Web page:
The kiteboarding season in Western Australia typically runs from late October to early March (Perth Summer), when regular South Westerly sea-breezes ranging from 15-25 knots can be expected most afternoons, a wind pattern otherwise known as the ‘Fremantle Doctor.’
During Winter (April – September) kiting can be extremely hazardous with frontal winds and is only recommended for expert kiters. Air temperatures can range from 20C – 40C during the summer months and sea temperatures can range from 17C – 22C.
The above figures are based on the Perth Metro region and should only be used as a rough guide. For a more detailed climatic overview please visit the BOM website.
For realtime wind readings at various locations please visit the Seabreeze website.
As a beginner, a steady wind and flat water, ideally with wind strength between 17 and 24 knots is best for learning and developing confidence.
At coastal beaches the ideal direction is usually a cross-shore or cross-onshore wind. This allows you to sail out and back to the same spot, but even if you do go downwind (which is inevitable while learning) you will still come back into shore and be able to walk back to where you started. As the predominant summer seabreeze, the famous ‘Fremantle Doctor’ is our best example of cross-onshore wind as it often ranges from SSW to SW.
An onshore wind which is perpendicular to the beach (a Westerly) means that you will be blown back on to the beach. It is very challenging to kitesurf in unless you are very competent at getting upwind. Not only this but it usually brings shore break and waves making it even harder to get out. Plus you must bear in mind that if you have any problems (wind picking up or crashing) could involve with you ending up with a hard landing on the beach.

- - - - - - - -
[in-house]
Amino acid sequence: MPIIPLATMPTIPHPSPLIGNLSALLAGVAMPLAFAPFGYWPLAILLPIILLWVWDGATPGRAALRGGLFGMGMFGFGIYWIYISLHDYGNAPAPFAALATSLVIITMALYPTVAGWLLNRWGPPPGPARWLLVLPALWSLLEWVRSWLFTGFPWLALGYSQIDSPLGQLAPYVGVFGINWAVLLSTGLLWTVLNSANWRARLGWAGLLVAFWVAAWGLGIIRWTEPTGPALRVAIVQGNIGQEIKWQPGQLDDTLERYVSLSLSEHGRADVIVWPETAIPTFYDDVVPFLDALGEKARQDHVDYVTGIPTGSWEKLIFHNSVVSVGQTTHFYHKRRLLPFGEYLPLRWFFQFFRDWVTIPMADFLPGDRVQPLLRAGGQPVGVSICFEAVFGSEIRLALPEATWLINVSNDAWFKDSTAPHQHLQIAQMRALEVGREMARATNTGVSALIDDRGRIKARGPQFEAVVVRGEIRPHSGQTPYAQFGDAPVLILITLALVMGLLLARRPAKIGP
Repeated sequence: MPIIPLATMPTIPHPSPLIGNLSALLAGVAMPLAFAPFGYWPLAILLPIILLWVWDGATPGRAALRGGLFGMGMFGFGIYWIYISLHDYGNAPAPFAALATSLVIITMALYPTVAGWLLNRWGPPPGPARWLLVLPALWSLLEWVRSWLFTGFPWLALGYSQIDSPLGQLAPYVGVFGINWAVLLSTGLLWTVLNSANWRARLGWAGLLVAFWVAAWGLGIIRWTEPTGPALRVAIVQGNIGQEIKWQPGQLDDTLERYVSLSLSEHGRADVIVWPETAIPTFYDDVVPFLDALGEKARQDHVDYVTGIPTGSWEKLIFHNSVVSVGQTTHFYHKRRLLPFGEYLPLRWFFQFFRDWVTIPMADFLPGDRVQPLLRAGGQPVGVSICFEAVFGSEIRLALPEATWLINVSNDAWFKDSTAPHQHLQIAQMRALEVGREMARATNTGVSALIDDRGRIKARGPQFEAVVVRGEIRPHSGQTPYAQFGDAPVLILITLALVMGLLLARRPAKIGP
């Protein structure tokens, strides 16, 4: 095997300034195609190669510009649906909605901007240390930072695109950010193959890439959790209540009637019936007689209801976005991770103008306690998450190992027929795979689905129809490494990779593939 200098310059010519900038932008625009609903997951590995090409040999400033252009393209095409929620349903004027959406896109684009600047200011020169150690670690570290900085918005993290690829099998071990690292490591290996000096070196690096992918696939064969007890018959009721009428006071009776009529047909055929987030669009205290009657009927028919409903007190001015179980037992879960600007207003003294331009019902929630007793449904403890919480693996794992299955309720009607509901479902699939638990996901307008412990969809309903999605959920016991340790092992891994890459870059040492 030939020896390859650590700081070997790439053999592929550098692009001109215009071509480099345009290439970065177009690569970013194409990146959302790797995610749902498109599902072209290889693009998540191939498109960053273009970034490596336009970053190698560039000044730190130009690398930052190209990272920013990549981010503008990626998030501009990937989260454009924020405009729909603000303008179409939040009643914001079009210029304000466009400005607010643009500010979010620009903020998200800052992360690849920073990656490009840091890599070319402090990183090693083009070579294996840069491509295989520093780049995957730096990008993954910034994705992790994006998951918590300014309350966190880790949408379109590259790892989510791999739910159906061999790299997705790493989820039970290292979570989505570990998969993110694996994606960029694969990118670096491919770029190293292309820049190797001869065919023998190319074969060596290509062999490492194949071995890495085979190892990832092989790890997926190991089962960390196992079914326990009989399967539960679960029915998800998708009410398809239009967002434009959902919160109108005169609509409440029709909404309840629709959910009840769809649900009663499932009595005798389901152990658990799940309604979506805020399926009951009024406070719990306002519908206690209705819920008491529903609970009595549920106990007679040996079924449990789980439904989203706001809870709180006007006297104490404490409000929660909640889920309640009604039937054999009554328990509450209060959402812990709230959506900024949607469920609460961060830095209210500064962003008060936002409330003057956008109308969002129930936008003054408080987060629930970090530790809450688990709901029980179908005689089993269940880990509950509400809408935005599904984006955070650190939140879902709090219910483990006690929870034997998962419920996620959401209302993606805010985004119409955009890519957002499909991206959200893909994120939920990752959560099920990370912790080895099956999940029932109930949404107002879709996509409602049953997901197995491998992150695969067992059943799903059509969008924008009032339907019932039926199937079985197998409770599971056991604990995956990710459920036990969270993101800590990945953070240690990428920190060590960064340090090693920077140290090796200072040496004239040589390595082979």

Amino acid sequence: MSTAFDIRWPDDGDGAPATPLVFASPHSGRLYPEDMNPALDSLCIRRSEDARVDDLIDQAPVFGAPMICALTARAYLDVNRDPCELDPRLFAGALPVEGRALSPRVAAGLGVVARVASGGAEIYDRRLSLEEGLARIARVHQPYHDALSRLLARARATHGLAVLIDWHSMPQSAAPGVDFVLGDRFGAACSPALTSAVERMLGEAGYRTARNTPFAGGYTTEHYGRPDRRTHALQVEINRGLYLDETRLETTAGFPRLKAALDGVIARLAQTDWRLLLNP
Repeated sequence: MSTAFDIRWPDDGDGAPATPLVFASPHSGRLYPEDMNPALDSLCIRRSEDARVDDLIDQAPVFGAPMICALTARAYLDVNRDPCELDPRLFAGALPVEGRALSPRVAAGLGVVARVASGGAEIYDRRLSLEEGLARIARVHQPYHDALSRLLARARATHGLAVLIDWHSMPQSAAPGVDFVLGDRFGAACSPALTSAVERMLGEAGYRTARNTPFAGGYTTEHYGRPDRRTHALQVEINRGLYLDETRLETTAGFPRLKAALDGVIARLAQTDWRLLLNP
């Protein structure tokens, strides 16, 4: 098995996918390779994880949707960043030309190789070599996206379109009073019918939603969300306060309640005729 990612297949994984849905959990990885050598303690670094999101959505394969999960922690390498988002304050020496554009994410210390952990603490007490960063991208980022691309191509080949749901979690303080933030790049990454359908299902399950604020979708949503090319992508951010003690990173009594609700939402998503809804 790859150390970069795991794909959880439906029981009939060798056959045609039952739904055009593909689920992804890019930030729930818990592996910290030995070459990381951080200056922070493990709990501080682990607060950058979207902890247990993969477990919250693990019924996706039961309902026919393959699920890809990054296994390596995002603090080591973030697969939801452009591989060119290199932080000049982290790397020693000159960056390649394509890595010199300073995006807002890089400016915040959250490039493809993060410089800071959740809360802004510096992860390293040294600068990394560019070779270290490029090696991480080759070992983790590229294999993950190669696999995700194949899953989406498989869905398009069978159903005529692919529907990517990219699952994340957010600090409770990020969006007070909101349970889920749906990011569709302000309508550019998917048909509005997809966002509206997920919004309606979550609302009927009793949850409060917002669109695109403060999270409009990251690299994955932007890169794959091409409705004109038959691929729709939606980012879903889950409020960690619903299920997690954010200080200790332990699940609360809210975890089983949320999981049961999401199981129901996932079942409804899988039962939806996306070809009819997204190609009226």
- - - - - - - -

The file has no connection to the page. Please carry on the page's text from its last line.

For kiters at most WA coastal beaches, an offshore wind is bad news. Any wind from an Easterly; South easterly; or North easterly direction is inadvisable for kiteboarding – if the wind drops off, or you lose your board, or you have a problem with your equipment could result in you being blown out into deep water.
WAKSA strongly advises that kiters should not kite in offshore wind conditions.
If you are planning a trip to the coast, remember to check the tide. A number of beaches in Western Australia are fringed by reefs which mean that rocks are exposed at low tides and many others have shallow sandbars which can make for hazardous conditions.
If you’re at all unsure about the weather conditions, remember… if in doubt, don’t go out!
There are a number of Weather websites available for checking the wind forecast, including:
Bureau of Meteorology (BOM) – MetEye
Also bear in mind that conditions can change while you are on the beach and out on the water.